Demilitarization is the process of unraveling the connection between militaristic practices and police actions. Policies in the 1970's and 80's like the ‘War on Crime’ and the ‘War on Drugs’ heightened the need for a weaponized police force, often to the detriment of minority communities.
No-knock warrants authorize law enforcement officials to enter premises without announcing their presence or purpose. These laws were initially introduced in the 1970’s to reduce the ability for drug dealers to get rid of their stashes but were repealed four years later after a series of illegal and violent raids. Supreme Court cases in the 1990’s re-legitimized the practice, once again putting officer and resident safety at risk (St. John’s Law Review). The tragic death of Breonna Taylor and prosecution of her boyfriend Kenneth Walker highlighted that these tactics create volatile situations where suspects experience fight or flight responses that put both the police and the suspect in unnecessary danger.
The Department of Defense's 1033 Program supplies ‘controlled property ( like small arms/personal weapons, demilitarized vehicles/aircraft and night vision equipment) to state and local police officers at virtually no cost. President Obama passed an executive order requiring local departments to return equipment like armored vehicles, grenade launchers (which the department had already stopped transferring to departments), and bayonets. President Trump rescinded this order.
Over one third of current police training focuses on combat tactics (ICJTR). Unlike other training organizations, Blue Courage encourages police officers to lead empathically. "If Blue Courage was adopted by law-enforcement agencies worldwide, we would have less burnout; less escalation of force; and greater respect for the professionals that serve our communities.” (Former Philadelphia Commissioner of Police, co-chair of the Task Force on 21st Century Policing)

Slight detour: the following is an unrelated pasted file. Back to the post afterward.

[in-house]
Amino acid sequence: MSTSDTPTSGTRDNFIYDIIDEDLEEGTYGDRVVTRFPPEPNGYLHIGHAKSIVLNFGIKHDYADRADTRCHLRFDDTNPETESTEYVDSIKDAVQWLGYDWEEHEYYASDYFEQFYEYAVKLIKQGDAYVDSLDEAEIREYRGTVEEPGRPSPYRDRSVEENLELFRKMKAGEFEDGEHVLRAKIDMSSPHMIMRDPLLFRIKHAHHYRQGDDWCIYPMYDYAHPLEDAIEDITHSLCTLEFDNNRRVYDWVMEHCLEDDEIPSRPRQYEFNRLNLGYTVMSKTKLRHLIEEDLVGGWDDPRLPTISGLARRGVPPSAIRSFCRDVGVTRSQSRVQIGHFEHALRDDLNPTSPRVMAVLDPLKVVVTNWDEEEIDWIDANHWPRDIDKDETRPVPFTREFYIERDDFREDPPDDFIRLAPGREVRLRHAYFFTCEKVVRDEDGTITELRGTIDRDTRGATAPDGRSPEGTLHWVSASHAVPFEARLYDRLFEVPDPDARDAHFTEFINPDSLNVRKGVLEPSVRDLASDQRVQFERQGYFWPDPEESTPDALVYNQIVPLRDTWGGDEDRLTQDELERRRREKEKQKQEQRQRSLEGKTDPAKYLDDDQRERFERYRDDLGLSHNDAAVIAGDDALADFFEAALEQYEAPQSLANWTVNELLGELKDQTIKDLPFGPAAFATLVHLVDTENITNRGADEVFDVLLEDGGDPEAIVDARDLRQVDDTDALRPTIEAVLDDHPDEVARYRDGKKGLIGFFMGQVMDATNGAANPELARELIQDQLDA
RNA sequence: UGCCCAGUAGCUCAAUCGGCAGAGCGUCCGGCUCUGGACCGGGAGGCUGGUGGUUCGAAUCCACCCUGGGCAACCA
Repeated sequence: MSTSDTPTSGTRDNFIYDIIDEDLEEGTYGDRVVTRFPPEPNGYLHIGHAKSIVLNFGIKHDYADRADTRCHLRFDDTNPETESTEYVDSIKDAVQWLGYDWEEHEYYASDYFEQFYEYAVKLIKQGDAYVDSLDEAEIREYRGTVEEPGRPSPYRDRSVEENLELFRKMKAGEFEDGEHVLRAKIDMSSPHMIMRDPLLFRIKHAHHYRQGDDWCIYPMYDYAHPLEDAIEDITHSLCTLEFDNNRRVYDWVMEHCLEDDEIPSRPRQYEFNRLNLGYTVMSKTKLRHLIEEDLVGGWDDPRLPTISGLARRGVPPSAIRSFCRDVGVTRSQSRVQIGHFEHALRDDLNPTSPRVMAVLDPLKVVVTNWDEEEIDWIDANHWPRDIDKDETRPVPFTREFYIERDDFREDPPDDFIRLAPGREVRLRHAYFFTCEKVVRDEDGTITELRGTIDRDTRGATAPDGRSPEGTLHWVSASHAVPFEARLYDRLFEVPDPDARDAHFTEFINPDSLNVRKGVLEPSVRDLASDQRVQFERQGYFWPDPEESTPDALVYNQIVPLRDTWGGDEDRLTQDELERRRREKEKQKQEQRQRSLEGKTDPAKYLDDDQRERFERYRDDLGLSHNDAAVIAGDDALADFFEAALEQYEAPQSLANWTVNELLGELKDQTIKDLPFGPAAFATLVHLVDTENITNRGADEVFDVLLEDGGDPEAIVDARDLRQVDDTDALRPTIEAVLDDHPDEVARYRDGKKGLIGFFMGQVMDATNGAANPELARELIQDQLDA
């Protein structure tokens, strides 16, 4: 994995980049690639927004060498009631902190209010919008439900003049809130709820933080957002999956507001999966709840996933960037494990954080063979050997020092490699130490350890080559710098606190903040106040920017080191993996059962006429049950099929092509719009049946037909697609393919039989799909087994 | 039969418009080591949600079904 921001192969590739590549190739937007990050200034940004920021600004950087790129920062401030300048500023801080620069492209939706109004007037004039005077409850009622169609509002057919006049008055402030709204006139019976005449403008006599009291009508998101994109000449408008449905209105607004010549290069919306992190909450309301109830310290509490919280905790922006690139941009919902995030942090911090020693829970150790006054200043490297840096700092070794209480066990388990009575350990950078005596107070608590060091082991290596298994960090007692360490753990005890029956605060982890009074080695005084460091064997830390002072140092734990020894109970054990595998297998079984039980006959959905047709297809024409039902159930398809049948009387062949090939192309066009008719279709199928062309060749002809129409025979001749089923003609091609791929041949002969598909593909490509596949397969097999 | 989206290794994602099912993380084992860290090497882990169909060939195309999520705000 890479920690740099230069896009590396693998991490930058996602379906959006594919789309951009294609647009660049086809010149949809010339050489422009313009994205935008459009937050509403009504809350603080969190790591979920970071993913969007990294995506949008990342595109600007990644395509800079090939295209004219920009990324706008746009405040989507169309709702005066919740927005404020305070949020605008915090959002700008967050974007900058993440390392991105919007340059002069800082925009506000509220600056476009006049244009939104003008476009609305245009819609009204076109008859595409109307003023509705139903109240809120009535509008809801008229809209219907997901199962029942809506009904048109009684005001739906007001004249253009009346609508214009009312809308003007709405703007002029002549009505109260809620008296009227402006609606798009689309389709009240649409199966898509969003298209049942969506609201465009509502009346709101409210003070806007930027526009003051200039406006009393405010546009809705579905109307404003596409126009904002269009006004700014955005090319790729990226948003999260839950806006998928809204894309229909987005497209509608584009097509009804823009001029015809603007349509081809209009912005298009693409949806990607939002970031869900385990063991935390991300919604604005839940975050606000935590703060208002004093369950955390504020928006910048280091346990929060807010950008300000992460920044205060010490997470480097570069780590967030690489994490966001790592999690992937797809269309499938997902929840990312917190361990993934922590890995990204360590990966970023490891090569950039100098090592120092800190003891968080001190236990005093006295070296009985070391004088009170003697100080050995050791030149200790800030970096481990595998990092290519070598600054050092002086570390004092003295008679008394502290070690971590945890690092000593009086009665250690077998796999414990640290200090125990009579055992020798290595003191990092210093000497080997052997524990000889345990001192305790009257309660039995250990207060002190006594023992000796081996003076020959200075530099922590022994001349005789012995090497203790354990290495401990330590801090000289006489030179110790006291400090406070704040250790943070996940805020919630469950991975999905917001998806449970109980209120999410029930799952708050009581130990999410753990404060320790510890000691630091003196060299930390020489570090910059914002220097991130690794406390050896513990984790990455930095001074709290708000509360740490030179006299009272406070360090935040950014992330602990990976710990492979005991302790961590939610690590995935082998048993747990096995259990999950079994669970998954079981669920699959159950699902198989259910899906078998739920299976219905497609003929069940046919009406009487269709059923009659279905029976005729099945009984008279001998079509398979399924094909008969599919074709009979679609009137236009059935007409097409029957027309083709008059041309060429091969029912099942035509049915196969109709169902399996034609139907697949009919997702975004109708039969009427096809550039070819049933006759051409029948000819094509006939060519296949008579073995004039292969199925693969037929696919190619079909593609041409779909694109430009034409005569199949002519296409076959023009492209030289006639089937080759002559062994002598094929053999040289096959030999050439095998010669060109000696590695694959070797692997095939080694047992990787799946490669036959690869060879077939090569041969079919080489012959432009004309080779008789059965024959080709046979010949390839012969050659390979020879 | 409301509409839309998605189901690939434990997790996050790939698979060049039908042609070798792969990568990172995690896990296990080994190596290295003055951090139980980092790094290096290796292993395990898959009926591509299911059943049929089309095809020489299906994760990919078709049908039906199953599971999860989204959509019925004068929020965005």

Special Weapons and Tactics (SWAT) teams were first developed in the 1960’s to handle active shooter or hostage scenarios that regular police officers shouldn’t have to face. Recently, they have been used primarily in situations where their presence leads to escalation rather than resolution. Though public support for the ‘War on Drugs’ has decreased dramatically, 79% of SWAT deployments studied by the ACLU from 2011-2012 were for the purpose of executing a search warrant, 62% of which were for drug searches. 54% of the people impacted by SWAT deployment were Black or Hispanic. The report notes that “data collecting and reporting in the context of SWAT was at best sporadic and at worst virtually nonexistent”.
In 2014, the police of Bozeman, MT (45,000 residents) requested and received a 17,000 pound armored vehicle known as a BearCat, but it did so without informing the City Commission. Public outcry ensued and the City Council voted to keep the BearCat, but the purchase drew the attention of the Governor and several Republican legislators. In 2015, Montana passed bipartisan legislation that blocks law enforcement agencies from receiving weaponized drones or aircraft, grenades, silencers, and armored vehicles and requires police to notify the public before purchasing (with state/local funds) any item. (The New Republic)
Hopes for the Future
When police officers don’t view their communities as war zones, community relationships improve, residents and cops are put less frequently in volatile situations, and departments no longer rely on military-grade equipment.